And yet some scientists are still raising questions about the promise of Oxitec’s technology.
“I’m not so concerned about the safety issues. I think the biggest issue now is: Is it going to work?” Hotez said. “It’s only been tested at a small scale. It’s looking promising, to see an 80 to 90 percent reduction of Aedes aegypti mosquitoes, but we don’t really know what 80 to 90 percent means. It could be that we need a 99-percent reduction to get an impact.”
In other words, is an 80-percent reduction in the mosquito population enough to stop the spread of Zika? The short answer is: We don’t know.
The level of mosquito suppression that’s needed to stop disease transmission depends on a wide variety of factors, including the mosquito population, the human population, the amount of disease already circulating, and the proportion of people previously infected, and therefore immune.
“Our technology is about controlling the mosquito population, so we don’t make direct claims that we’re controlling disease,” McKemey, the Oxitec scientist, told me. “Zika is so new that we don’t know exactly the population dynamic of mosquitoes and humans that’s needed to sustain an outbreak. But if you can reduce the mosquito population sufficiently, you can break that transmission cycle.”
The other big question is: How scalable is Oxitec’s approach? Genetically modified mosquitoes may have been successful at reducing the Aedes aegypti population in Piracicaba, where Oxitec has expanded its trials to cover an area that’s home to some 60,000 people; but what about more densely populated areas, or the hundreds of miles of cities and towns along the Gulf Coast?
“In less than a year, from one female Aedes aegypti, you can wind up with a billion progeny,” McKemey told me. “What I’m trying to say is the biology of it is incredibly scalable, and ultimately that’s why these bugs are such a problem—because they’re so prolific. This kind of scalability is not just that you could theoretically scale up to country or continental scale; it has been done and is being done agriculturally.”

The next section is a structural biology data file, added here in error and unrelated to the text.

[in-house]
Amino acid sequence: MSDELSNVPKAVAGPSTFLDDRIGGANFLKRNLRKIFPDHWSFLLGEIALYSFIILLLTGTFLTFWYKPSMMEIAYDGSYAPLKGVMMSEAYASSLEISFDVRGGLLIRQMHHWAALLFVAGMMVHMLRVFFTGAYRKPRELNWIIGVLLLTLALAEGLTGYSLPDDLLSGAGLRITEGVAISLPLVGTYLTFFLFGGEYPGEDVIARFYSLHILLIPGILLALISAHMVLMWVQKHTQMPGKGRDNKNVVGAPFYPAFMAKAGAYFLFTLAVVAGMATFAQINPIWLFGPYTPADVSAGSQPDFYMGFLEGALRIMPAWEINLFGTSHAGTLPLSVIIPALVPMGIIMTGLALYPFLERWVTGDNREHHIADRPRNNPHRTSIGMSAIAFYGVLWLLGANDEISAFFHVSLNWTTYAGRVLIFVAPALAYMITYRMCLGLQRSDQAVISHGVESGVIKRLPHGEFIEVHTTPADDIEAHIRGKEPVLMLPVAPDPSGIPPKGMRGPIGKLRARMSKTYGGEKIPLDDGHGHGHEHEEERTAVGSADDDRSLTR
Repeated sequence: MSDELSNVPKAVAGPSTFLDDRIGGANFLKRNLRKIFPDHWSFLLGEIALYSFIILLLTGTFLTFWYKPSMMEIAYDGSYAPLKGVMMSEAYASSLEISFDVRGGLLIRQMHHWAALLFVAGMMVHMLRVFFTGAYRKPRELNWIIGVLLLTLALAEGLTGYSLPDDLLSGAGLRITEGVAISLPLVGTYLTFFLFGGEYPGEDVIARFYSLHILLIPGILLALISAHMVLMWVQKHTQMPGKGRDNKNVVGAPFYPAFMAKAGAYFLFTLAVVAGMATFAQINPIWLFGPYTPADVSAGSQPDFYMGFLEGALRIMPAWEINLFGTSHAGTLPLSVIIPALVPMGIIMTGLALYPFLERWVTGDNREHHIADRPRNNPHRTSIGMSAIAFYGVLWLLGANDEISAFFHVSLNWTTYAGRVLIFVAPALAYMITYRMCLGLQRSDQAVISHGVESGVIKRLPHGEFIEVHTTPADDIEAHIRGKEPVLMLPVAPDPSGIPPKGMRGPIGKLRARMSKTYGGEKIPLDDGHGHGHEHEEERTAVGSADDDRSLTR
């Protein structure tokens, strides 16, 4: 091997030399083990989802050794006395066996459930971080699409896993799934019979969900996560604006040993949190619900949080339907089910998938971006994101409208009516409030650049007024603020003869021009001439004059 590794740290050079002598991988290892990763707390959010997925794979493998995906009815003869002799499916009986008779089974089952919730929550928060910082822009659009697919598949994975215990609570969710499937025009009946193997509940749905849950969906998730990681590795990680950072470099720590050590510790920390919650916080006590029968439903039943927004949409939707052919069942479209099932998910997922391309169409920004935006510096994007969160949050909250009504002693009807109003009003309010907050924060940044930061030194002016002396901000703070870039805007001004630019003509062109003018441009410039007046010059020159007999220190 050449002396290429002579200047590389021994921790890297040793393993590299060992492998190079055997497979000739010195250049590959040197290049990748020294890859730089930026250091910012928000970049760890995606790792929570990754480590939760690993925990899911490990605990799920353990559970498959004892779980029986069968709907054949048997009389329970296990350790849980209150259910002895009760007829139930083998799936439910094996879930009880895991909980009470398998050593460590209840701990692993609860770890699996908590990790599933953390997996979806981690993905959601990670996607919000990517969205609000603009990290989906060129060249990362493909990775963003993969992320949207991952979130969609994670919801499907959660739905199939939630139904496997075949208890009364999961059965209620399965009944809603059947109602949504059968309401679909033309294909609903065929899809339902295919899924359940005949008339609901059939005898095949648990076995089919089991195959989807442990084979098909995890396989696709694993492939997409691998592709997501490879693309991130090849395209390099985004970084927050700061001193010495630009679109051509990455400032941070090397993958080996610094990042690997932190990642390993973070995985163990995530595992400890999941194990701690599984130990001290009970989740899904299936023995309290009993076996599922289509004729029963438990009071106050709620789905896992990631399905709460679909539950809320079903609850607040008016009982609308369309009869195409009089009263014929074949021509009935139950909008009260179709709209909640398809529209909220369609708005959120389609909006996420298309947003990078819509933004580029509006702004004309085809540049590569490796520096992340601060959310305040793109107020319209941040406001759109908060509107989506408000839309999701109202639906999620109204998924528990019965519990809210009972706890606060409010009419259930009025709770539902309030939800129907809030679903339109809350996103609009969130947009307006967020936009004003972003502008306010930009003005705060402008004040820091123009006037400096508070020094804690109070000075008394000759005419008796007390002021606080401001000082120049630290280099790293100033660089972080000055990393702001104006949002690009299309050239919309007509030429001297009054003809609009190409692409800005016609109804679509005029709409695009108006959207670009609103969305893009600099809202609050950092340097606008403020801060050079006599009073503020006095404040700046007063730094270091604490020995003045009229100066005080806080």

There are success stories in agriculture—sterility by genetic modification helped wipe out the New World screwworm in the 1960s, which once devastated livestock in the United States. Similar methods have been used to successfully fight fruit flies in the United States. Sterility as the end-result of genetic modification has other benefits. For one, it basically makes a species breed itself out of existence—rather than introducing a new kind of pest that continues to pass along its altered genes for generations. “There’s an inherent safety aspect to what we’re doing,” McKemey said. “The very thing we’re releasing is designed to disappear from the environment without a trace.”
In contrast, other gene-modification methods of mosquito control might attempt to alter a mosquito’s DNA so that it’s not as good at transmitting a virus; but it would still be able to produce viable offspring. Those approaches are, McKemey told me, “more of a genie-out-of-a-bottle situation.”
“The potential benefit of that other approach is you might need to release [the gene-altered mosquitoes] less often, but the downside is something unforeseen happens, and it’s out there,” he said.
Something unforeseen isn’t out of the question for Oxitec’s approach, either, though.
“You need to be concerned about what you don’t know,” said Ravi Durvasula, a professor of Medicine and Infectious Diseases at University of New Mexico School of Medicine. “Oxitec’s [approach] itself is fine, scientifically, but there are always the what-if scenarios. What if, for some reason, it doesn’t work—and reverts back to a wild-type state?”